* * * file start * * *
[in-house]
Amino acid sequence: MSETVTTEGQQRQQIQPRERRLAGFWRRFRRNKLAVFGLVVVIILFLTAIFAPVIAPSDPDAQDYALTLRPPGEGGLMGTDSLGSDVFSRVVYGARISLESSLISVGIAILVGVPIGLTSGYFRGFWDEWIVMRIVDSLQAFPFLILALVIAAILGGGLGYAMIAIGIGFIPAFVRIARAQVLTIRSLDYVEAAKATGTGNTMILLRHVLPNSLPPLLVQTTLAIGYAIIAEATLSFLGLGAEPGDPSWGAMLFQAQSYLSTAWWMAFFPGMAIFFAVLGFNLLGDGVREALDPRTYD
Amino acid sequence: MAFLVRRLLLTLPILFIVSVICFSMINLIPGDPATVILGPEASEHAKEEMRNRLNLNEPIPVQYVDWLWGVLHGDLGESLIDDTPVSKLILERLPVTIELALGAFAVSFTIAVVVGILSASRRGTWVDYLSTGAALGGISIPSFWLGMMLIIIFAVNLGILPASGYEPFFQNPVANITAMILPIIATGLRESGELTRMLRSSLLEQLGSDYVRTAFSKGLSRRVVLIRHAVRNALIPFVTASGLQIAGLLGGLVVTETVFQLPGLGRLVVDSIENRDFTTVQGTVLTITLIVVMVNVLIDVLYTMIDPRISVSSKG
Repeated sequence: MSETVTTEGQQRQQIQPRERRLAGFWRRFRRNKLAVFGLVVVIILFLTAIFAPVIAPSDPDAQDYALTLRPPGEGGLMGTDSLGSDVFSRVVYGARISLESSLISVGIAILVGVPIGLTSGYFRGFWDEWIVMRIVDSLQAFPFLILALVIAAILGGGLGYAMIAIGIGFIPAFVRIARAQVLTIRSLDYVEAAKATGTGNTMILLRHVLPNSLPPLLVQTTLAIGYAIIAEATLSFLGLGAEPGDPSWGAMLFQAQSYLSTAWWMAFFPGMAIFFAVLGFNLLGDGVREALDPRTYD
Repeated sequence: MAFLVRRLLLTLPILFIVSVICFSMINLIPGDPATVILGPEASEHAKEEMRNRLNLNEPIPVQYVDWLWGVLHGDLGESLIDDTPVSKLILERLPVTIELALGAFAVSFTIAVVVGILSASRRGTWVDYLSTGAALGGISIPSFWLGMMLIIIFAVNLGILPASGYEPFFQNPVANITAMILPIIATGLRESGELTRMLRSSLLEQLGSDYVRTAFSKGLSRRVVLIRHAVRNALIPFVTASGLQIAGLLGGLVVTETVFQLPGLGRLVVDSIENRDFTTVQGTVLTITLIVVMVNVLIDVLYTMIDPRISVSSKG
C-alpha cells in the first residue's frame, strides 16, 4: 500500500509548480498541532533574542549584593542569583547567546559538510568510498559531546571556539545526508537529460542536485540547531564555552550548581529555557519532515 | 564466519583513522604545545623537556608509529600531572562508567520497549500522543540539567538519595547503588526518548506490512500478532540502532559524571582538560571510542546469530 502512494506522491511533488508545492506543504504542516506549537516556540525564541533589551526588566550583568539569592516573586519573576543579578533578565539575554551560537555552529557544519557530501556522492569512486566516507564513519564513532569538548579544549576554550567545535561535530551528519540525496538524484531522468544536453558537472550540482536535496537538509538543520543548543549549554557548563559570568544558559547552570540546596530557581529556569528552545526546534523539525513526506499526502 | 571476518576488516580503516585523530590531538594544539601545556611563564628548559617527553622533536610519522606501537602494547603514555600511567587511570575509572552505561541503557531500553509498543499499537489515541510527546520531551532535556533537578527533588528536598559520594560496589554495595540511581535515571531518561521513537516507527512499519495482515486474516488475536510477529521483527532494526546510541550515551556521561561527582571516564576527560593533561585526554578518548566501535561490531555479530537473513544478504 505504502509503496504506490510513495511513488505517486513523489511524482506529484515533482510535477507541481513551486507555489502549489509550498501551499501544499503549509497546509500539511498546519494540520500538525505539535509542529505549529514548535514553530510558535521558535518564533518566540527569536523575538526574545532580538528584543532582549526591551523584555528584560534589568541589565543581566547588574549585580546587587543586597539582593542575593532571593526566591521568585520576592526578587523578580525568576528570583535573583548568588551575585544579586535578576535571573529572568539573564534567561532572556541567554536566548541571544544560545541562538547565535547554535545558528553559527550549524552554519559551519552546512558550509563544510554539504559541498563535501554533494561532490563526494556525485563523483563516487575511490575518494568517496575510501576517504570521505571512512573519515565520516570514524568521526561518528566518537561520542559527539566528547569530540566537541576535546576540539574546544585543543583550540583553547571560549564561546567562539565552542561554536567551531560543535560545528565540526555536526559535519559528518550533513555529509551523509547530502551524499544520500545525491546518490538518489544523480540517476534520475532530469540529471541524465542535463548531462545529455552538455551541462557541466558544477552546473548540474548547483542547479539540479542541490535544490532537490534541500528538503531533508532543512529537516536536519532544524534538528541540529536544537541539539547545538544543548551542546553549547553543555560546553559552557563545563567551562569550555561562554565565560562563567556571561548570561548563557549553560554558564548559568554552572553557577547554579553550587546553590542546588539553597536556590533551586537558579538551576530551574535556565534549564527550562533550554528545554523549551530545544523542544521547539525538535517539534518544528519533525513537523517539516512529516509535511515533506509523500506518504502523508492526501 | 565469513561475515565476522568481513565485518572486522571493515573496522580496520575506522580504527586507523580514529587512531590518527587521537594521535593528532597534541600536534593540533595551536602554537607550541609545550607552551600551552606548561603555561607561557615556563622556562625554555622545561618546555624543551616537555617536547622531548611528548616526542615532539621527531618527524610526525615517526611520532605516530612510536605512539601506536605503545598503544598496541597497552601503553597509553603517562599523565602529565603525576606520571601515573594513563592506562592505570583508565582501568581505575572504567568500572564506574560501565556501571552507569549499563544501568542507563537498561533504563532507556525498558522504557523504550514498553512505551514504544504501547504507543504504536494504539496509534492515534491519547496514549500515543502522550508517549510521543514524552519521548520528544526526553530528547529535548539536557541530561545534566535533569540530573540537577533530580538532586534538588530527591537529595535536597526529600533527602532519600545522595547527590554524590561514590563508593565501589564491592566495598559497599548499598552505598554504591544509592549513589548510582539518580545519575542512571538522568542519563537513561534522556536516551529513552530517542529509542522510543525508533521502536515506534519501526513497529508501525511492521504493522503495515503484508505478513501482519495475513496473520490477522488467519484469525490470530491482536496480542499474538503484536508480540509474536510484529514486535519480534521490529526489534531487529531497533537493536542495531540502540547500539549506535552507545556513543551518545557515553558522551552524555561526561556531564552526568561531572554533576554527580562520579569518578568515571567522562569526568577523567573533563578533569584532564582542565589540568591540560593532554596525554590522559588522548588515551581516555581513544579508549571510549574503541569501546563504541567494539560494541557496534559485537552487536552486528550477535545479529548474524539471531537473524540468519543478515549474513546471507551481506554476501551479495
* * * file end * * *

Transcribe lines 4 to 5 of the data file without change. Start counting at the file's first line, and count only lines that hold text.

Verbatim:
Repeated sequence: MSETVTTEGQQRQQIQPRERRLAGFWRRFRRNKLAVFGLVVVIILFLTAIFAPVIAPSDPDAQDYALTLRPPGEGGLMGTDSLGSDVFSRVVYGARISLESSLISVGIAILVGVPIGLTSGYFRGFWDEWIVMRIVDSLQAFPFLILALVIAAILGGGLGYAMIAIGIGFIPAFVRIARAQVLTIRSLDYVEAAKATGTGNTMILLRHVLPNSLPPLLVQTTLAIGYAIIAEATLSFLGLGAEPGDPSWGAMLFQAQSYLSTAWWMAFFPGMAIFFAVLGFNLLGDGVREALDPRTYD
Repeated sequence: MAFLVRRLLLTLPILFIVSVICFSMINLIPGDPATVILGPEASEHAKEEMRNRLNLNEPIPVQYVDWLWGVLHGDLGESLIDDTPVSKLILERLPVTIELALGAFAVSFTIAVVVGILSASRRGTWVDYLSTGAALGGISIPSFWLGMMLIIIFAVNLGILPASGYEPFFQNPVANITAMILPIIATGLRESGELTRMLRSSLLEQLGSDYVRTAFSKGLSRRVVLIRHAVRNALIPFVTASGLQIAGLLGGLVVTETVFQLPGLGRLVVDSIENRDFTTVQGTVLTITLIVVMVNVLIDVLYTMIDPRISVSSKG